Nature Tourism Triangle To develop the unrealised potential of Nature Tourism as a key economic driver for the area of Scarborough to Hull and across the Humber and the Wolds. Thus also raising awareness of the need to protect and enhance environments. Doing what LEADER does best, the project brought together a partnership of key players and the nature tourism product is now recognised and included in key local authority/tourism future plans where it was not included before the project. An investment prospectus has been developed and significant public and private funding has been levered in to develop visitor facilities. Businesses have started up and new products are now on offer by existing businesses.

Hopleys Family Camping.  Originally a fruit farm, the Hopleys site in Bewdley was converted to a camping and caravan site 13 years ago. It can accommodate up to 100 caravans/tents requiring electric hook ups and an additional 100 tents which do not require electric hook ups. In addition the site also has four Native American Tipis, a Yurt, a Bell Tent Village and a Shepherd’s Hut, all of which are hired out during the season. The site also hosts a music festival in June at which the daytime acts are all from local schools or colleges. It is extremely popular with locals and tourists alike. The site also has a Farm Shop, Cafe and Fishing Pool which are rented out and operated by different businesses.  The £34,120 grant from LEADER has gone towards paying for a new pavilion, which has a licensed bar, catering facilities and it will host live music events with an expected extra 4,000 visitors resulting from this investment. 2,500 being visitors staying two nights or more and 1,500 being day visitors.

Aztec Adventure Aqua Park.  The Aztec Adventure Centre at Upton Warren comprises a 20 acre lake plus 20 acres of surrounding land and provides a wide range of high quality water sports including sailing, windsurfing, kayaking, canoeing, raft building as well as hire of pedalos, stand up paddle boards and kayaks. There is also a climbing wall, high and low level rope courses, a tunnel complex, archery, bushcraft plus team building challenges and events for corporate groups. The Aqua Park opened in June 2017 and is a series of inflatable modules joined together and anchored to the lake to create an inflatable obstacle course. There are few outdoor aqua parks in the UK. Prior to this one, the nearest to Worcestershire was more than an hour's drive away. The launch of the Aqua Park has created additional jobs with 10 lifeguard posts and six Aztec crew posts on a part time seasonal basis. All those appointed are young people living in Worcestershire or returning from college or university for the summer. A total of £14,397 was awarded by LEADER towards the cost of purchasing an Aqua Park. This grant was matched by £21,596 private funding towards the overall cost.  Jim Spence, HR Manager at Aztec, said: "The opportunity to bid for LEADER funding for a new initiative was both very welcome and timely as Aztec Adventure continued its journey towards sustainability and profitability." adding "The paperwork may appear daunting at first but the excellent staff from LEADER guide you through every stage of the process and are always available to provide support and assistance. The process also enhances the development of your proposal as the procedure helps you focus on potential challenges and develop solution which make your project more viable."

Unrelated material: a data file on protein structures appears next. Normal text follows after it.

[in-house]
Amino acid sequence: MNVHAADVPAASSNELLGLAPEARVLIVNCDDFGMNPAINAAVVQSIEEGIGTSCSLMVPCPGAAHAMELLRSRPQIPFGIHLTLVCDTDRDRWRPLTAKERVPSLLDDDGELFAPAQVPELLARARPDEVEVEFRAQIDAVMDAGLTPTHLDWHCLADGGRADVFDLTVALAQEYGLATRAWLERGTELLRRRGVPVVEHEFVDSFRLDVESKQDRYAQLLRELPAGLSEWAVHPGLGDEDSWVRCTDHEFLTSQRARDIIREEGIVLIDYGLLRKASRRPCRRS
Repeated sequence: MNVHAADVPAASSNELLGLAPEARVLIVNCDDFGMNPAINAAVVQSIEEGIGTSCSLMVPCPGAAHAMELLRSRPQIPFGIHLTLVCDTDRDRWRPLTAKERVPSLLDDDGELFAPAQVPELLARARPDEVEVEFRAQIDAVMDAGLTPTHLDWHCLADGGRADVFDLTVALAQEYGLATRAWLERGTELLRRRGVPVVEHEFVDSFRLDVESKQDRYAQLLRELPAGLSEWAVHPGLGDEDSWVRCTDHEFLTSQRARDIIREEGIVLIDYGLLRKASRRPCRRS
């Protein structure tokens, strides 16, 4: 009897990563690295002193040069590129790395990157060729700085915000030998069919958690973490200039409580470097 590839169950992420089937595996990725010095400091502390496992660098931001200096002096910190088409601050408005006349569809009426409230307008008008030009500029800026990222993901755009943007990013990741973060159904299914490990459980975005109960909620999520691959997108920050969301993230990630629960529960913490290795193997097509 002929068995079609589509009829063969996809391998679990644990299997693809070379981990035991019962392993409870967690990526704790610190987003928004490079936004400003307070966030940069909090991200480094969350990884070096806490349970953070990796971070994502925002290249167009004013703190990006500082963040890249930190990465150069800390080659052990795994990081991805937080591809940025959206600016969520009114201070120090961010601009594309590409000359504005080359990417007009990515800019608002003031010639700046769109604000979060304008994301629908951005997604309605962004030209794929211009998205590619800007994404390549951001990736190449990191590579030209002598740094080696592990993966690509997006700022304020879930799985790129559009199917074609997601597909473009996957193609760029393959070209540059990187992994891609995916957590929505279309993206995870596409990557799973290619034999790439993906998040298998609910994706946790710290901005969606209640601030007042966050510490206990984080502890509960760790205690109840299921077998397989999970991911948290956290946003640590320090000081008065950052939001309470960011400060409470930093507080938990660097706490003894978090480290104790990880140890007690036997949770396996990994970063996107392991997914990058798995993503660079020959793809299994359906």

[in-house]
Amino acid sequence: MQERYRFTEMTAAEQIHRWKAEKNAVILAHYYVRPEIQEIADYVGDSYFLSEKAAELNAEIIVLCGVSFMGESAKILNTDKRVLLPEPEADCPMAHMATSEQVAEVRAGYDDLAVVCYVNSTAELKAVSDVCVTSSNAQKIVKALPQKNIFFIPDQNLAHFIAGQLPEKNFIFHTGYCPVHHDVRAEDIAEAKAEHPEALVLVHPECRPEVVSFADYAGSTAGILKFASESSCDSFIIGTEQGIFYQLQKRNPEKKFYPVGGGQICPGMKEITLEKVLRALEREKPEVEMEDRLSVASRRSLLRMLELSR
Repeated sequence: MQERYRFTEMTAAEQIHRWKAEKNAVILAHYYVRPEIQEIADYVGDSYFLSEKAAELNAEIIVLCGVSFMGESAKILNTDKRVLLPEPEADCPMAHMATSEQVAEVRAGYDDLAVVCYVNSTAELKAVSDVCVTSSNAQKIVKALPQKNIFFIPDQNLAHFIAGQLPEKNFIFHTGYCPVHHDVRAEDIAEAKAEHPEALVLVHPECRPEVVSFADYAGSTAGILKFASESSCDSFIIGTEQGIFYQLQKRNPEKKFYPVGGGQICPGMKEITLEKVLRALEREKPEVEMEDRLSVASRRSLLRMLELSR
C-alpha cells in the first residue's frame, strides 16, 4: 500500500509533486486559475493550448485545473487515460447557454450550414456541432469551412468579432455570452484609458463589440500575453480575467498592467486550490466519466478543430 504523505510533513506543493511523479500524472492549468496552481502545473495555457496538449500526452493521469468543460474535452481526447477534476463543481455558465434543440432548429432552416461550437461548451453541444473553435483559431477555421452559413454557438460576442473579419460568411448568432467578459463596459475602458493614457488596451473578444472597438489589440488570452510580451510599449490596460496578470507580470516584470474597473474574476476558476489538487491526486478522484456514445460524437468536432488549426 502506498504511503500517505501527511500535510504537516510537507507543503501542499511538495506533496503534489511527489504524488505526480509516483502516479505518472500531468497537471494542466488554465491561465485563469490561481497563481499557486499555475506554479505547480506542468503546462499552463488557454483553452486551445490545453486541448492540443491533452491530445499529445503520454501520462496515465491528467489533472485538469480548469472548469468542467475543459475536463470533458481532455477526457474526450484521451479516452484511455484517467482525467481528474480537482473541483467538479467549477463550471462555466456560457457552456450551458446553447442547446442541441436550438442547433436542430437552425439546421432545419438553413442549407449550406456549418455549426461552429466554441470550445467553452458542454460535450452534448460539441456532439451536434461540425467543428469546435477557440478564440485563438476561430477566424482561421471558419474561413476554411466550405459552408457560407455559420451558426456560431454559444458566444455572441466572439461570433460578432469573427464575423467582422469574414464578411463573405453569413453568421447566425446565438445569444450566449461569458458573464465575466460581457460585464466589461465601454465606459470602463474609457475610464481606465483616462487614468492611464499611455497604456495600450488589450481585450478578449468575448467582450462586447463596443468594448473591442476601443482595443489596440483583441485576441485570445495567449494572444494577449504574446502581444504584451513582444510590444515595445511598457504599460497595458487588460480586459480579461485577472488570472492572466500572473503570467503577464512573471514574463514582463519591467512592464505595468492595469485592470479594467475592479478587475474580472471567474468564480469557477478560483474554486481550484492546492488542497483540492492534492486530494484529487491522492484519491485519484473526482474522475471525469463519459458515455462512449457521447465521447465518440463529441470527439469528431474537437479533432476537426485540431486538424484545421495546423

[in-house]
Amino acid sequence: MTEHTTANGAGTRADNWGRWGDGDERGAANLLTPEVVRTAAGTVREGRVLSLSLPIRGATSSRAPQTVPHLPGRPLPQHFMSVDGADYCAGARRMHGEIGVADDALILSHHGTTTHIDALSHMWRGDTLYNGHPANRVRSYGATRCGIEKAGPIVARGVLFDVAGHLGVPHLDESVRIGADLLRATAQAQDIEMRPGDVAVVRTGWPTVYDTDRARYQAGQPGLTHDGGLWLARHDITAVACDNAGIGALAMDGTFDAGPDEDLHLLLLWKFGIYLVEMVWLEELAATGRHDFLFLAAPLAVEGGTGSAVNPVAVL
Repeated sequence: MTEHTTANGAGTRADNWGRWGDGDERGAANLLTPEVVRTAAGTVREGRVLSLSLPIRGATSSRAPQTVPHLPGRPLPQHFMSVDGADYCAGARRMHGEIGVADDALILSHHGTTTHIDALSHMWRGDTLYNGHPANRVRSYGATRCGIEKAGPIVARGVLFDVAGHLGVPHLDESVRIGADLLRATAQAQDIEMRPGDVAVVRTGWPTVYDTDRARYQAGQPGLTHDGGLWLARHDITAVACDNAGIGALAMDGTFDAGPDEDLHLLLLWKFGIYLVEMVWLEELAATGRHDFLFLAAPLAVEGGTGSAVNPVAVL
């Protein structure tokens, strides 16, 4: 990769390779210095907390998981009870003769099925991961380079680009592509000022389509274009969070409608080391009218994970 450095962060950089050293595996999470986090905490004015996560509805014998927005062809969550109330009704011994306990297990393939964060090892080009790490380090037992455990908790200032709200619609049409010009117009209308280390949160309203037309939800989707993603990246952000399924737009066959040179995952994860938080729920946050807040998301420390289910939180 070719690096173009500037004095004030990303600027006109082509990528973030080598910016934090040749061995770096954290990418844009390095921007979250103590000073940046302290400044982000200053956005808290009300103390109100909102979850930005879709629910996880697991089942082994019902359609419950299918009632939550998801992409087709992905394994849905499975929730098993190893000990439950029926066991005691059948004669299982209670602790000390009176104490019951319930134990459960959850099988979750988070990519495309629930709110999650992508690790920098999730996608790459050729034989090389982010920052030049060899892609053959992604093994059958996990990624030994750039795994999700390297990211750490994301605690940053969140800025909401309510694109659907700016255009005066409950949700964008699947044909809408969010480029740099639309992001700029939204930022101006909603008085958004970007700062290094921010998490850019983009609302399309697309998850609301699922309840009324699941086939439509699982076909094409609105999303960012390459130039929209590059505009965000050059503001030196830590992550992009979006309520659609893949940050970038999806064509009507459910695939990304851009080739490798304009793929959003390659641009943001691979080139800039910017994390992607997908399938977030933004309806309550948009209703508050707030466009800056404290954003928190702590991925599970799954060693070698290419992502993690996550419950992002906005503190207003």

Rural Services

Broad Chalke Community Hub. The project has preserved vital amenities by establishing a community hub, comprising a shop, post office and coffee shop within an underutilised community building. During the first year of opening turnover was greater than projected budget. Benefiting 22 suppliers within a 15 mile radius, accounting for a third of the shop turnover. This demonstrates a real benefit to the local economy. The centre is home to the village post office, the village archive, a thriving coffee shop and a small village bakery. The local police officer uses the upstairs office as a base. Two worship services take place in the building per month. This is an example of a thriving community hub. The business model supports a full time shop manager and a team of volunteers who staff the shop.

Chilbolton is a village that runs for 1.5 miles along a river,with the village hall at one end and the church at the other. The village hall is in use all the time. The PCC wanted another community venue, and with a grant of £7,000 from Plain Action LEADER towards the addition of a kitchen and toilets the church is now used for meetings, concerts, plays and recitals, by both those in the village and outside, giving a welcome additional source of revenue.  The Church has become more family-friendly and parents now realise that they can bring young children to events and services without having to dash away, and seating capacity has actually increased!! Total project cost/value £55,000, duration 6 months.

The Barrow Hill recreation ground had not seen any improvements for over twenty years so, as part of the Queen’s Jubilee celebrations, a complete refurbishment was undertaken. A grant of £9,500 from Plain Action LEADER helped to fund the hard area games courts for basketball, netball and football. A transformation has taken place that has resulted in the play area becoming the centre of the village. It has also brought people together to consider how the pavilion on the sports field can be refurbished. Total project cost/value £14,000, duration 4 months.

To find out more about applying for a Cotswolds LEADER grant visit our Call for Projects Page, or contact our Programme team.


For more information go direct to the Rural Development European Commission website

This project is part financed by the  European Agricultural Fund for European Development 2014-20: Europe investing in rural areas